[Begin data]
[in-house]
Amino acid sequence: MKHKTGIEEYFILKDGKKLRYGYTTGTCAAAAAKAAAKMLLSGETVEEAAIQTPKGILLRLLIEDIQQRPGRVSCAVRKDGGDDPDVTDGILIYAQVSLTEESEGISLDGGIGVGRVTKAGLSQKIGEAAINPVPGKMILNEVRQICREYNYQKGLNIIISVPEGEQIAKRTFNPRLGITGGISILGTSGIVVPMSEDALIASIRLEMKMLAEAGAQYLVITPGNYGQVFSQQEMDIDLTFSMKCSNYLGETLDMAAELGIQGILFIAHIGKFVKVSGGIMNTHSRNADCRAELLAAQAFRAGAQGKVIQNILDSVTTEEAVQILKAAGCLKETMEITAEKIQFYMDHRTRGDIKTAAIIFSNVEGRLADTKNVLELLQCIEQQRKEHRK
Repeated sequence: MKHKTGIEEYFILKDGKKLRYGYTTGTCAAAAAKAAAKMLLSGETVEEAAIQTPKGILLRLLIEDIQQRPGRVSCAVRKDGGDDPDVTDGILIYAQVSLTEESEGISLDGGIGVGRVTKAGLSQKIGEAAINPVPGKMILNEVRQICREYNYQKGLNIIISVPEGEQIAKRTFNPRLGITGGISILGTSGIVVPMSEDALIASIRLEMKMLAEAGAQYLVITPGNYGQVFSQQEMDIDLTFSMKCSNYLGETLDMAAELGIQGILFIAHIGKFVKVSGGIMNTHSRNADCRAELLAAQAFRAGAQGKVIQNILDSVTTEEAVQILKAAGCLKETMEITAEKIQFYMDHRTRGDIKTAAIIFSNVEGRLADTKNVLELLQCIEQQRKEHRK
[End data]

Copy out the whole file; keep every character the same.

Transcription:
[in-house]
Amino acid sequence: MKHKTGIEEYFILKDGKKLRYGYTTGTCAAAAAKAAAKMLLSGETVEEAAIQTPKGILLRLLIEDIQQRPGRVSCAVRKDGGDDPDVTDGILIYAQVSLTEESEGISLDGGIGVGRVTKAGLSQKIGEAAINPVPGKMILNEVRQICREYNYQKGLNIIISVPEGEQIAKRTFNPRLGITGGISILGTSGIVVPMSEDALIASIRLEMKMLAEAGAQYLVITPGNYGQVFSQQEMDIDLTFSMKCSNYLGETLDMAAELGIQGILFIAHIGKFVKVSGGIMNTHSRNADCRAELLAAQAFRAGAQGKVIQNILDSVTTEEAVQILKAAGCLKETMEITAEKIQFYMDHRTRGDIKTAAIIFSNVEGRLADTKNVLELLQCIEQQRKEHRK
Repeated sequence: MKHKTGIEEYFILKDGKKLRYGYTTGTCAAAAAKAAAKMLLSGETVEEAAIQTPKGILLRLLIEDIQQRPGRVSCAVRKDGGDDPDVTDGILIYAQVSLTEESEGISLDGGIGVGRVTKAGLSQKIGEAAINPVPGKMILNEVRQICREYNYQKGLNIIISVPEGEQIAKRTFNPRLGITGGISILGTSGIVVPMSEDALIASIRLEMKMLAEAGAQYLVITPGNYGQVFSQQEMDIDLTFSMKCSNYLGETLDMAAELGIQGILFIAHIGKFVKVSGGIMNTHSRNADCRAELLAAQAFRAGAQGKVIQNILDSVTTEEAVQILKAAGCLKETMEITAEKIQFYMDHRTRGDIKTAAIIFSNVEGRLADTKNVLELLQCIEQQRKEHRK